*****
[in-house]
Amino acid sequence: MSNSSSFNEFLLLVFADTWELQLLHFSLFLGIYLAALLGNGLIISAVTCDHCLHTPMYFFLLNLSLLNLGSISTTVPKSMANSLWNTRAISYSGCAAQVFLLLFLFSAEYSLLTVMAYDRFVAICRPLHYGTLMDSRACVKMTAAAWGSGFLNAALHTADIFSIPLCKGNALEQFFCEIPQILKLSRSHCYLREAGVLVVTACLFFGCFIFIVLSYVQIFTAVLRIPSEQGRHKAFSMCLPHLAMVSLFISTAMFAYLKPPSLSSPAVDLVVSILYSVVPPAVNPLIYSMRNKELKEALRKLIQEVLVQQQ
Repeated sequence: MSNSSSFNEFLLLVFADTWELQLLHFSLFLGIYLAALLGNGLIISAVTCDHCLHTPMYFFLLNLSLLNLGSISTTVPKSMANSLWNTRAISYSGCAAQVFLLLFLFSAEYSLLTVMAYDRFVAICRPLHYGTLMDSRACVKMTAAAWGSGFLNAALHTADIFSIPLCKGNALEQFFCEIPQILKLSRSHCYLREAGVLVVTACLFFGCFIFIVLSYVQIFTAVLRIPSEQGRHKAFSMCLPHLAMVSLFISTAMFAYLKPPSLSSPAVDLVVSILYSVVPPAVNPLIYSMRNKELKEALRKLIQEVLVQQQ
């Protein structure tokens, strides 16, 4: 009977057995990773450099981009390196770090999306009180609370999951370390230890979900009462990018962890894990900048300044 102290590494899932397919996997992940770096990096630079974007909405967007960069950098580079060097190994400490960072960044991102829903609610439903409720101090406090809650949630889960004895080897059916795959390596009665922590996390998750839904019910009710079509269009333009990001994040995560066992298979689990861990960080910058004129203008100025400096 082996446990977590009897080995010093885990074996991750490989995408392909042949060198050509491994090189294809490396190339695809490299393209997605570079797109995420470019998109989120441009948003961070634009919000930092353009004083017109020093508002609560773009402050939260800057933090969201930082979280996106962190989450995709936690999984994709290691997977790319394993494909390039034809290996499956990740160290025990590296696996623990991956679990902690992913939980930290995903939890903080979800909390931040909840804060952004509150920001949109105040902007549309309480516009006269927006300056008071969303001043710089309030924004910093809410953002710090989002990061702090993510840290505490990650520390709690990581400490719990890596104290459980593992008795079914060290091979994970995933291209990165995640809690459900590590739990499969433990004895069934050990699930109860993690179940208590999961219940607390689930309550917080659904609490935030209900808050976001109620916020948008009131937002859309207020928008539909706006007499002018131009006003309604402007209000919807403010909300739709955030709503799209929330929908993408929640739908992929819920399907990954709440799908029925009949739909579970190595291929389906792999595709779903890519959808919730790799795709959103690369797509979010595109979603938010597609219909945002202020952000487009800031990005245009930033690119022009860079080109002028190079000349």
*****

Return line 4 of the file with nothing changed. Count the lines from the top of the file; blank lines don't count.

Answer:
């Protein structure tokens, strides 16, 4: 009977057995990773450099981009390196770090999306009180609370999951370390230890979900009462990018962890894990900048300044 102290590494899932397919996997992940770096990096630079974007909405967007960069950098580079060097190994400490960072960044991102829903609610439903409720101090406090809650949630889960004895080897059916795959390596009665922590996390998750839904019910009710079509269009333009990001994040995560066992298979689990861990960080910058004129203008100025400096 082996446990977590009897080995010093885990074996991750490989995408392909042949060198050509491994090189294809490396190339695809490299393209997605570079797109995420470019998109989120441009948003961070634009919000930092353009004083017109020093508002609560773009402050939260800057933090969201930082979280996106962190989450995709936690999984994709290691997977790319394993494909390039034809290996499956990740160290025990590296696996623990991956679990902690992913939980930290995903939890903080979800909390931040909840804060952004509150920001949109105040902007549309309480516009006269927006300056008071969303001043710089309030924004910093809410953002710090989002990061702090993510840290505490990650520390709690990581400490719990890596104290459980593992008795079914060290091979994970995933291209990165995640809690459900590590739990499969433990004895069934050990699930109860993690179940208590999961219940607390689930309550917080659904609490935030209900808050976001109620916020948008009131937002859309207020928008539909706006007499002018131009006003309604402007209000919807403010909300739709955030709503799209929330929908993408929640739908992929819920399907990954709440799908029925009949739909579970190595291929389906792999595709779903890519959808919730790799795709959103690369797509979010595109979603938010597609219909945002202020952000487009800031990005245009930033690119022009860079080109002028190079000349």